By Hannah Lord, Class of 2022
Hannah is a Senior at Wheaton College from Littleton, MA. She will be graduating with a double major in Computer Science and Film and New Media Studies.
GIS platforms such as Google Earth and ArcGIS rely on mass amounts of elevation data to render natural terrain. When exploring the Himalayan mountains or the Caribbean islands via these platforms, satellite imagery is plastered onto the elevated terrain model. This provides the illusion of caves, overhangs, and arches. But the removal of these images will yield a windowless, continuous plane. Current file formats are unequipped to handle structures like the natural arches of Utah’s National parks. But over the course of the Summer and Fall of 2021, I conducted research with Professor Michael Gousie from the Computer Science department at Wheaton College in an attempt to change that.
After taking his computer graphics course in Spring 2021, Professor Gousie asked me if I was interested in summer research. Desperate for experience – and an excuse to spend more time at Wheaton – I quickly accepted!
We discussed a couple of topic options, ranging from data visualization to web development. His final proposal was something that had never been done before – representing overhanging structures in elevation data files. Having developed a passion for computer graphics, I was eager to tackle the challenge.
Digital Elevation Models (DEMs) & Basic Terrain Rendering
One common type of elevation data file is a Digital Elevation Model, or DEM. These ASCII text files contain a grid of elevation values that map onto a bare-earth surface at specified intervals. The first step of this project was to develop a program that could read and render these files without the new overhanging structure capability. I spent a few weeks developing the software in C++ and using the OpenGL library for graphics rendering. The resulting program was the foundation for the rest of the project. The program triangulated the terrain by connecting all the points in the DEM file based on their position on the x,z plane and using the elevation value to set the y.
After successfully completing the first steps we developed a new file format to accommodate arching structures. This new file is a basic DEM file with appended elevations. At the end of the file, are the elevations for the underneath side of an arch structure and the ground beneath the arch structure. Both these measurements would need to be taken separately from the traditional collection methods that only obtain top level elevations. This led to the first major issue.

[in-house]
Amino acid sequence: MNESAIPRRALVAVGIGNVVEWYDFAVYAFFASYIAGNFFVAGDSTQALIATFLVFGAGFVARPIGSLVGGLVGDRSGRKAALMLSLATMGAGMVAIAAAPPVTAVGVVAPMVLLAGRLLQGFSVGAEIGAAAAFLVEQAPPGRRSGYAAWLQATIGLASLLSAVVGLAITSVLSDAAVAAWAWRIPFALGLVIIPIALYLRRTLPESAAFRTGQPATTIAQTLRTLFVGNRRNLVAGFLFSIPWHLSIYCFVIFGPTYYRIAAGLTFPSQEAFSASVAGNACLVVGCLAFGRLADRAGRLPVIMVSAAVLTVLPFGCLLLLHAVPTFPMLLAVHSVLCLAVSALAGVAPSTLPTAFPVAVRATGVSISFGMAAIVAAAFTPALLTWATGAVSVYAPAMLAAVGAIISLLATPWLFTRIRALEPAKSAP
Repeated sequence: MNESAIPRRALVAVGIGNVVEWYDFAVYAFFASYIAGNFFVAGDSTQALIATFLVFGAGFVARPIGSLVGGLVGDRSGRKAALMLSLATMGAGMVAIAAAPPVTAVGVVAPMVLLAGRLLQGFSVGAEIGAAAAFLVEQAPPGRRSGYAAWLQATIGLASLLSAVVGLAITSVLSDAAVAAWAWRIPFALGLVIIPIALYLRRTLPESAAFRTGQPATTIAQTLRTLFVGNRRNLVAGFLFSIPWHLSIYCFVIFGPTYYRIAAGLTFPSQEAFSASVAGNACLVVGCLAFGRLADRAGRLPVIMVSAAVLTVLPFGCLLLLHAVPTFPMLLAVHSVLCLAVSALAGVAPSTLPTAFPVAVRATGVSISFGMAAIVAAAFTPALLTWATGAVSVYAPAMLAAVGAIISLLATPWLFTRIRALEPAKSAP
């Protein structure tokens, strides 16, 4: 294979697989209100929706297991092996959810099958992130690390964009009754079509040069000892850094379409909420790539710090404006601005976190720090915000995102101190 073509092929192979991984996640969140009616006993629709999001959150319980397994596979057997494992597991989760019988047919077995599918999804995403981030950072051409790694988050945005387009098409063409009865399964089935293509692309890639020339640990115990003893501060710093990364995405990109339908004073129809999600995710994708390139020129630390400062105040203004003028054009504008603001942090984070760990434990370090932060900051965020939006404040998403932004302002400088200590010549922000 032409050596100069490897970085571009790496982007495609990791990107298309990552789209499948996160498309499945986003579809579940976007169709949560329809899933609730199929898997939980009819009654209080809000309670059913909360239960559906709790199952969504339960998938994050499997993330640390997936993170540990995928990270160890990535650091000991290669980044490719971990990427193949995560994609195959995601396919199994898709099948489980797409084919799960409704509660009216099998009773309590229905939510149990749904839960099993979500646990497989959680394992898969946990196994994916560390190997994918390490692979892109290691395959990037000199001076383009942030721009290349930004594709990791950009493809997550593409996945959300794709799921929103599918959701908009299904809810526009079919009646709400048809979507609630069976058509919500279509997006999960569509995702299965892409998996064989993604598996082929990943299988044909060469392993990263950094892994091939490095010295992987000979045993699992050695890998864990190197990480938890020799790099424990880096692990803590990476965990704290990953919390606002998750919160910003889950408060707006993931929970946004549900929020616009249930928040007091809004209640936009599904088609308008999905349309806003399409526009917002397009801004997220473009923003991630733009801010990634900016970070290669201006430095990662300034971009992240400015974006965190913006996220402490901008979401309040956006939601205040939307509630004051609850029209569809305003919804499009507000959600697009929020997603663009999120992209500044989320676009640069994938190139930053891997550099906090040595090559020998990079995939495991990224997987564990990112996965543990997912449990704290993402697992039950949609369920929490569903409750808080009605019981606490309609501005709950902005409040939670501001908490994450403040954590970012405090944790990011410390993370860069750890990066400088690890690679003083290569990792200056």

Implementing Arch Functionality
Since representing these structures in terrain elevation data has never been attempted, it was near impossible to find real-life elevation data on arches. After hours of scouring the internet with little success, we proceeded with “dummy data”, or fake elevation data that could be used as a replacement for the missing real data.
Over the course of the next few months – and lots of trial and error – we expanded on the program and developed an algorithm to successfully triangulate and render an arch from an edited DEM file. The algorithm ensured that the window was not covered. The triangulation was based on a point’s position relative to the arch, and was completed in sections as visualized below.
Additionally, we added interpolation to increase the resolution as well as texture mapping to make the model more realistic.
By the end of December 2021, the resulting program could successfully render an arch that fell exactly across the horizontal z plane. Unfortunately, we were unable to adjust the program to accommodate more natural structures due to the complexity of detecting the location of the opening. Regardless, this project has potential for future work, and real world implications for GIS software!
Despite some serious frustration, hours of debugging, and continuous trial and error, all of the hard work paid off this April at the 2022 CCSNE undergraduate research presentation. At Pace University, I was able to present my research to peers and professors. It was exciting to see how my work was received, and it was incredible to discuss my findings with other academics who were truly interested!
Spending the summer at Wheaton gave me the opportunity to reclaim some stolen time, as I lost a semester of Sophomore and Junior year when the COVID -19 pandemic forced us all off campus. I was able to work on a project I was passionate about and learned how to better approach complex problems. This was my first research experience, and while I was frustrated by the slow-crawl and the uncertainty of a solution, it is one I will always remember.
I am beyond thankful to Wheaton for this opportunity. I would like to thank Mike Gousie for all his guidance and support!